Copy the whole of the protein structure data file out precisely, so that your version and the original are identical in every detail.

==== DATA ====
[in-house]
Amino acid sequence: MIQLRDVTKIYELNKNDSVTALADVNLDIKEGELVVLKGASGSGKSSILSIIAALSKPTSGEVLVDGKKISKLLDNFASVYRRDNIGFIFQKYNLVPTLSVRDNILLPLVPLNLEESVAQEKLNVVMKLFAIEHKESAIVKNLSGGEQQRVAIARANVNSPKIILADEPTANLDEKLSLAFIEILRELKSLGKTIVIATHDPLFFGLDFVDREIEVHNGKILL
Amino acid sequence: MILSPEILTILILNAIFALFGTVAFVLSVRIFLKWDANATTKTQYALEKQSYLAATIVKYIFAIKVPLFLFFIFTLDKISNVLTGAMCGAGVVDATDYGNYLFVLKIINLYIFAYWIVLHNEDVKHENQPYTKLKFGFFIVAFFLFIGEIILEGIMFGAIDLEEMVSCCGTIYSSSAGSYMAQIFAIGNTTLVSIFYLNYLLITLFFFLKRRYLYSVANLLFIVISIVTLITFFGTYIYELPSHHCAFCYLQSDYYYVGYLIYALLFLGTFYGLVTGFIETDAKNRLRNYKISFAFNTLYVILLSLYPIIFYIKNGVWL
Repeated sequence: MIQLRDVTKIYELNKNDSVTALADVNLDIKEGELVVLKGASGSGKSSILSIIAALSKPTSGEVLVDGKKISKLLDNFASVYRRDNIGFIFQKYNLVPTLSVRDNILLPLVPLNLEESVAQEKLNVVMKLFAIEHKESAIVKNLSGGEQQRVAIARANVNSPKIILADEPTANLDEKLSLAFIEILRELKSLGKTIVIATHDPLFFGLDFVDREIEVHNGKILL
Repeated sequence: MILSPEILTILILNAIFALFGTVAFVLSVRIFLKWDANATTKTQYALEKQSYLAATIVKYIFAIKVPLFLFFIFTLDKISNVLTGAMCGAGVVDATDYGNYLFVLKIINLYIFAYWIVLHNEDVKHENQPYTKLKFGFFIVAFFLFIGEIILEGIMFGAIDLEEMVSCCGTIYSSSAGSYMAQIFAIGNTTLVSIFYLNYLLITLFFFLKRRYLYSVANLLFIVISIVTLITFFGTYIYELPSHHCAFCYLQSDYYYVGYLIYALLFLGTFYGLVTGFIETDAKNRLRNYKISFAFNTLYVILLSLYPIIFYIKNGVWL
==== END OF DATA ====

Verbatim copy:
[in-house]
Amino acid sequence: MIQLRDVTKIYELNKNDSVTALADVNLDIKEGELVVLKGASGSGKSSILSIIAALSKPTSGEVLVDGKKISKLLDNFASVYRRDNIGFIFQKYNLVPTLSVRDNILLPLVPLNLEESVAQEKLNVVMKLFAIEHKESAIVKNLSGGEQQRVAIARANVNSPKIILADEPTANLDEKLSLAFIEILRELKSLGKTIVIATHDPLFFGLDFVDREIEVHNGKILL
Amino acid sequence: MILSPEILTILILNAIFALFGTVAFVLSVRIFLKWDANATTKTQYALEKQSYLAATIVKYIFAIKVPLFLFFIFTLDKISNVLTGAMCGAGVVDATDYGNYLFVLKIINLYIFAYWIVLHNEDVKHENQPYTKLKFGFFIVAFFLFIGEIILEGIMFGAIDLEEMVSCCGTIYSSSAGSYMAQIFAIGNTTLVSIFYLNYLLITLFFFLKRRYLYSVANLLFIVISIVTLITFFGTYIYELPSHHCAFCYLQSDYYYVGYLIYALLFLGTFYGLVTGFIETDAKNRLRNYKISFAFNTLYVILLSLYPIIFYIKNGVWL
Repeated sequence: MIQLRDVTKIYELNKNDSVTALADVNLDIKEGELVVLKGASGSGKSSILSIIAALSKPTSGEVLVDGKKISKLLDNFASVYRRDNIGFIFQKYNLVPTLSVRDNILLPLVPLNLEESVAQEKLNVVMKLFAIEHKESAIVKNLSGGEQQRVAIARANVNSPKIILADEPTANLDEKLSLAFIEILRELKSLGKTIVIATHDPLFFGLDFVDREIEVHNGKILL
Repeated sequence: MILSPEILTILILNAIFALFGTVAFVLSVRIFLKWDANATTKTQYALEKQSYLAATIVKYIFAIKVPLFLFFIFTLDKISNVLTGAMCGAGVVDATDYGNYLFVLKIINLYIFAYWIVLHNEDVKHENQPYTKLKFGFFIVAFFLFIGEIILEGIMFGAIDLEEMVSCCGTIYSSSAGSYMAQIFAIGNTTLVSIFYLNYLLITLFFFLKRRYLYSVANLLFIVISIVTLITFFGTYIYELPSHHCAFCYLQSDYYYVGYLIYALLFLGTFYGLVTGFIETDAKNRLRNYKISFAFNTLYVILLSLYPIIFYIKNGVWL